Short-term private space rental company Breather raised $40 million in a Series C funding round, with plans to expand its presence in New York City.
The new round, reported on Wednesday, brings Breather’s total venture funding to $73 million.
Breather’s CEO Julien Smith told TRD that the company currently operates around 150 spaces in New York City, and that adding another 300 over the coming year is “realistic.” Although Breather is based in Montreal, New York currently accounts for about half its spaces. The company rents rooms in commercial buildings, furnishes them with tables, chairs and couches, and rents them out for as short as 30 minutes to anyone in need of a temporary office or meeting room.
Menlo Ventures led the Series C round. It also included Valar Ventures (which led the firm’s Series B), RRE Ventures, Slow Ventures and Real Ventures. The firm had previously raised $20 million in its Series B round in September 2015. Smith wouldn’t disclose the firm’s latest valuation, but claimed it is “substantially higher” than the $100 million valuation achieved in the Series B round. TechCrunch first reported the funding round.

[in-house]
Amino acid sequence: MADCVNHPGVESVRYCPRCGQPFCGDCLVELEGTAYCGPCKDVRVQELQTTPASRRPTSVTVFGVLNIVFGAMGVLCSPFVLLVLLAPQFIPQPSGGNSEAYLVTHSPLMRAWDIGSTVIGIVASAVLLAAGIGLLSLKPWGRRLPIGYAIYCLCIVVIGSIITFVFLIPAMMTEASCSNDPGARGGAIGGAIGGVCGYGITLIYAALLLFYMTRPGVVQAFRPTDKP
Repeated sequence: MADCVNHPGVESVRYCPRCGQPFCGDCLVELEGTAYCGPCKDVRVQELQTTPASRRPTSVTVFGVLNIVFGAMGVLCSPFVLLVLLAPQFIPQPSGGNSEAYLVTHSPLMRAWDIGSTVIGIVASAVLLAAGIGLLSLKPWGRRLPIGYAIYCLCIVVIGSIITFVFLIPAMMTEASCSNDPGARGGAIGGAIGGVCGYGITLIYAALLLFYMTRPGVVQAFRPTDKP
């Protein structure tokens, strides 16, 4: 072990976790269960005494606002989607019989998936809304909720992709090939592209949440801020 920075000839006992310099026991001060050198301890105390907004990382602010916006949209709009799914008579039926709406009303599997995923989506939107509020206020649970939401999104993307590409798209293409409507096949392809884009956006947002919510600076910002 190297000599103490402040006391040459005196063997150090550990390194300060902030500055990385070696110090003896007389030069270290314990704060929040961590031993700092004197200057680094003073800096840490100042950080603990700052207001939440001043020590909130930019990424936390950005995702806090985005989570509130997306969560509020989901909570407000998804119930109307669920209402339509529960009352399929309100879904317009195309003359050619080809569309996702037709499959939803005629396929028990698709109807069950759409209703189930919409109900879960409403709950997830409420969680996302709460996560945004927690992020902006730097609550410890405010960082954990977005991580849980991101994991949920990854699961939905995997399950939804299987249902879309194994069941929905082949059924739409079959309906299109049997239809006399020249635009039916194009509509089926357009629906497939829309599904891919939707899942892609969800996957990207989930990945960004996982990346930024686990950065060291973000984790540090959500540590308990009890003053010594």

As it grows, the company has been adding new types of spaces.
“At the beginning, we were in Class B buildings at best, now we work with Class A landlords and the size of spaces is also higher,” Smith said.
At 31 West 26th Street, for example, Breather runs a meeting room that covers an entire floor, or 2,425 square feet, according to Reonomy.
Smith also said that thanks to its growing number of spaces, the firm now counts major companies like Pandora, Spotify, Anheuser-Busch, Apple, Uber, Google and Facebook among its customers.
“Breather has tapped into a real need in the workplace. There hasn’t been a company of its kind offering spaces on-demand,” Menlo Ventures’ Venky Ganesan, who joined Breather’s board, said in a statement.
In 2016, the firm expanded to Toronto, Washington, D.C., Chicago and Los Angeles.
Breather may share the short-term rental field with WeWork, but Smith stressed that he doesn’t see the two firms as competitors.
“They’re a replacement for your office,” he said. “When you’re using our service, it’s really just buffer space.”